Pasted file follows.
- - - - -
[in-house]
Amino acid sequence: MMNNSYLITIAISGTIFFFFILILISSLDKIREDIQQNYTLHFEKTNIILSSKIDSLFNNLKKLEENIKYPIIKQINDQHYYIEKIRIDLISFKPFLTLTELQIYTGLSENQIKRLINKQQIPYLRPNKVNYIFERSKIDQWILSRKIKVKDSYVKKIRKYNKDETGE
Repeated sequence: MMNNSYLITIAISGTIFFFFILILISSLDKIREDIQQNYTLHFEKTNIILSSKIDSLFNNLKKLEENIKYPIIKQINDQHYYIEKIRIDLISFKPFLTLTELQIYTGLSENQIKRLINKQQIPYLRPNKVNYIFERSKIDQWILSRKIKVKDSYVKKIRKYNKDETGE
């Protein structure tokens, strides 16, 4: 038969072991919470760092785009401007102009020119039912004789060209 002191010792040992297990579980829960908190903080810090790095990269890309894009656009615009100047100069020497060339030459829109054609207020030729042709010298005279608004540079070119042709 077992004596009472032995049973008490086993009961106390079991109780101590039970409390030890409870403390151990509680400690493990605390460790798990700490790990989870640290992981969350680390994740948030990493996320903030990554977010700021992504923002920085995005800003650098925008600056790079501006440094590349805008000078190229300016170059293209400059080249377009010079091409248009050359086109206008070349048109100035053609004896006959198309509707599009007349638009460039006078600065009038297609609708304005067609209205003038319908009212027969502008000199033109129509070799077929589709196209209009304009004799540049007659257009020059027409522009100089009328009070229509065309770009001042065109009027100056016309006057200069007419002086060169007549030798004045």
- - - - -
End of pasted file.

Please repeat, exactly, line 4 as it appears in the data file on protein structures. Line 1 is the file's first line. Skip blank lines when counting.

């Protein structure tokens, strides 16, 4: 038969072991919470760092785009401007102009020119039912004789060209 002191010792040992297990579980829960908190903080810090790095990269890309894009656009615009100047100069020497060339030459829109054609207020030729042709010298005279608004540079070119042709 077992004596009472032995049973008490086993009961106390079991109780101590039970409390030890409870403390151990509680400690493990605390460790798990700490790990989870640290992981969350680390994740948030990493996320903030990554977010700021992504923002920085995005800003650098925008600056790079501006440094590349805008000078190229300016170059293209400059080249377009010079091409248009050359086109206008070349048109100035053609004896006959198309509707599009007349638009460039006078600065009038297609609708304005067609209205003038319908009212027969502008000199033109129509070799077929589709196209209009304009004799540049007659257009020059027409522009100089009328009070229509065309770009001042065109009027100056016309006057200069007419002086060169007549030798004045």